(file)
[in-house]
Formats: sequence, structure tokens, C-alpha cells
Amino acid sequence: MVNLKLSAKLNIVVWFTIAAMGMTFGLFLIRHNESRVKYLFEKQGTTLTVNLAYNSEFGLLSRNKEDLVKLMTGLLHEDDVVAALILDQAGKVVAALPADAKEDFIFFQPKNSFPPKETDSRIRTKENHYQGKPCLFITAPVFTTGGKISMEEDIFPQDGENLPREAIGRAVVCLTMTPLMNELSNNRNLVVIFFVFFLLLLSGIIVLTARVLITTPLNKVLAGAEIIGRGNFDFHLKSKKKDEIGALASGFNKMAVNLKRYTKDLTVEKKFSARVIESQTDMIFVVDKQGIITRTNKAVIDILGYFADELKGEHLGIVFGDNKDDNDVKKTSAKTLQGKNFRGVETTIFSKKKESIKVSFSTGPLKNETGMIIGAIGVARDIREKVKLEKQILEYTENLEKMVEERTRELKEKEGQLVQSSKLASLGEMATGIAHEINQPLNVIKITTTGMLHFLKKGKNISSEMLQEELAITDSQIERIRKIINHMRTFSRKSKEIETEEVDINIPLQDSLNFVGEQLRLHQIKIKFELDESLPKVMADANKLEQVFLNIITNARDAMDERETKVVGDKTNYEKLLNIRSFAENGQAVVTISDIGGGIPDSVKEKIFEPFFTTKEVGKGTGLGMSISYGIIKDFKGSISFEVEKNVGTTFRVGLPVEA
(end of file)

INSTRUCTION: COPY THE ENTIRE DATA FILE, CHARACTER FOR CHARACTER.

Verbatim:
[in-house]
Formats: sequence, structure tokens, C-alpha cells
Amino acid sequence: MVNLKLSAKLNIVVWFTIAAMGMTFGLFLIRHNESRVKYLFEKQGTTLTVNLAYNSEFGLLSRNKEDLVKLMTGLLHEDDVVAALILDQAGKVVAALPADAKEDFIFFQPKNSFPPKETDSRIRTKENHYQGKPCLFITAPVFTTGGKISMEEDIFPQDGENLPREAIGRAVVCLTMTPLMNELSNNRNLVVIFFVFFLLLLSGIIVLTARVLITTPLNKVLAGAEIIGRGNFDFHLKSKKKDEIGALASGFNKMAVNLKRYTKDLTVEKKFSARVIESQTDMIFVVDKQGIITRTNKAVIDILGYFADELKGEHLGIVFGDNKDDNDVKKTSAKTLQGKNFRGVETTIFSKKKESIKVSFSTGPLKNETGMIIGAIGVARDIREKVKLEKQILEYTENLEKMVEERTRELKEKEGQLVQSSKLASLGEMATGIAHEINQPLNVIKITTTGMLHFLKKGKNISSEMLQEELAITDSQIERIRKIINHMRTFSRKSKEIETEEVDINIPLQDSLNFVGEQLRLHQIKIKFELDESLPKVMADANKLEQVFLNIITNARDAMDERETKVVGDKTNYEKLLNIRSFAENGQAVVTISDIGGGIPDSVKEKIFEPFFTTKEVGKGTGLGMSISYGIIKDFKGSISFEVEKNVGTTFRVGLPVEA